One strategy for reinforcing these is to provide students a few minutes at the beginning of a selected class to decide which norm is their growth point for that day and a few minutes at the end of class to reflect on how they lived out that norm. Periodic, planned use of this strategy can go a long way in sustaining a culture for learning throughout the school year.
JACKIE: What a great strategy! This offers students another opportunity for self-assessment, goal-setting, and reflection. These student reflections could provide grist for an occasional class discussion focused on collective strengths and potential for growth.
Every Classroom Will Have a Culture
Culture is the glue that holds a classroom community together – or not. All classrooms have a culture. Absent the intentional creation of a culture aligned with beliefs and expectations, a culture will emerge willy-nilly as students’ preexisting beliefs about learning guide their behaviors.
This is why attention to culture-building is an important focus for the early weeks of school. However, culture is like a garden. It requires constant attention and, at times, an extra dose of nutrients. When well-tended, a CORE culture provides students with a safe and comfortable environment in which to lead their own learning and support the learning of others.
Emmer, E.T. & Evertson, C.M. (2012). Classroom Management for Middle and High School Teachers (9th Edition). New York: Pearson.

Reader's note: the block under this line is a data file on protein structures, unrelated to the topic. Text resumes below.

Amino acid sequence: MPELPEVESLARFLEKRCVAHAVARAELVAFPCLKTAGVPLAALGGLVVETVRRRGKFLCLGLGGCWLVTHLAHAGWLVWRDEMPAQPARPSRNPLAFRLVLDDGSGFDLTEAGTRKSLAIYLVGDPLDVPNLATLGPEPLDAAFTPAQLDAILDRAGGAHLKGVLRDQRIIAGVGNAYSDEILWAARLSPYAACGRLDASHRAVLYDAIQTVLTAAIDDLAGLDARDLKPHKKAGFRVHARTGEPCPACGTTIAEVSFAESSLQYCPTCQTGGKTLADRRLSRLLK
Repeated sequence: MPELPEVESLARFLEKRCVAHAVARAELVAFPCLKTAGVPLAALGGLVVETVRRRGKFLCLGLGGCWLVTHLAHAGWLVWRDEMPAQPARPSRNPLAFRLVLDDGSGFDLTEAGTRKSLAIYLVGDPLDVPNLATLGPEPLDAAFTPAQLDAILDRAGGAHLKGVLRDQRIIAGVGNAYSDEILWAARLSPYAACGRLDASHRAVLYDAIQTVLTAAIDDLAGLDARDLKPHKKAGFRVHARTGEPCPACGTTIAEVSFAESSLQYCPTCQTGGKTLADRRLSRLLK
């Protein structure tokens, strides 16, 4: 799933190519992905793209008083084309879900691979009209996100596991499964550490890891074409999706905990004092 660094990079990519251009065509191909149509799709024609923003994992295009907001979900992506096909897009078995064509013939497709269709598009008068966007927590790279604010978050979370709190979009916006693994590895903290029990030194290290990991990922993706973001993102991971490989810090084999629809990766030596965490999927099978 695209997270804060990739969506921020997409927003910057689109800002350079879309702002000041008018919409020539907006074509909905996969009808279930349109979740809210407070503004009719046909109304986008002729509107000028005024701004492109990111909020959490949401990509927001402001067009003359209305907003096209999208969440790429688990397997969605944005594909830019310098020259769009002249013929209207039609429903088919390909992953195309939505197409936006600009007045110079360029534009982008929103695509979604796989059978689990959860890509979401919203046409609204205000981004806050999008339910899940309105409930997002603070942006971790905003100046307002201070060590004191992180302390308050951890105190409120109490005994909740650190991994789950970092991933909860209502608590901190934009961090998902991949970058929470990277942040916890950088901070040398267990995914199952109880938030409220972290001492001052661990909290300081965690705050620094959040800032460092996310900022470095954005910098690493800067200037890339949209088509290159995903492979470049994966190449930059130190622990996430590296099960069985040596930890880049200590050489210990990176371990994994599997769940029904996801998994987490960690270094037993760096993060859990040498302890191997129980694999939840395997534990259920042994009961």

Walsh, J.A. (2022). Questioning for Formative Feedback: Meaningful Dialogue to Improve Learning. Alexandria, VA: ASCD.
Jackie Acree Walsh, Ph.D. is an author and consultant focusing on quality questioning. Jackie is author or co-author of six books, two of which provide the basis for this blog series: Questioning for Formative Feedback: Meaningful Dialogue to Improve Learning (ASCD, 2022) and Empowering Students as Questioners: Skills, Strategies, and Structures to Realize the Potential of Every Learner (Corwin, 2021). Follow Jackie on Twitter @Question2Think. Find all of her earlier MiddleWeb articles here.
Emily F. Brokaw is a Campus Coordinator at Molina High School in the Dallas, Texas Independent School District where she leads her campus’s work with Assessment for Learning and helps to create the conditions for all students to become lifelong learners! Prior to this role, she was a social studies teacher for six years. Emily has a Masters in the Art of Teaching from Texas A&M University-Commerce and is currently pursuing a Masters in Urban Educational Leadership from SMU.
Anna K. Salazar is a U.S. History teacher at Molina High in Dallas ISD. She teaches in an Assessment for Learning classroom where she works to create experiences that empower students to be inquisitive and ask questions. Additionally, Anna supports new teachers to empower students to own their learning through intentional practices. She is in her fourth year in education and a member of the Innovation in Teaching Fellowship.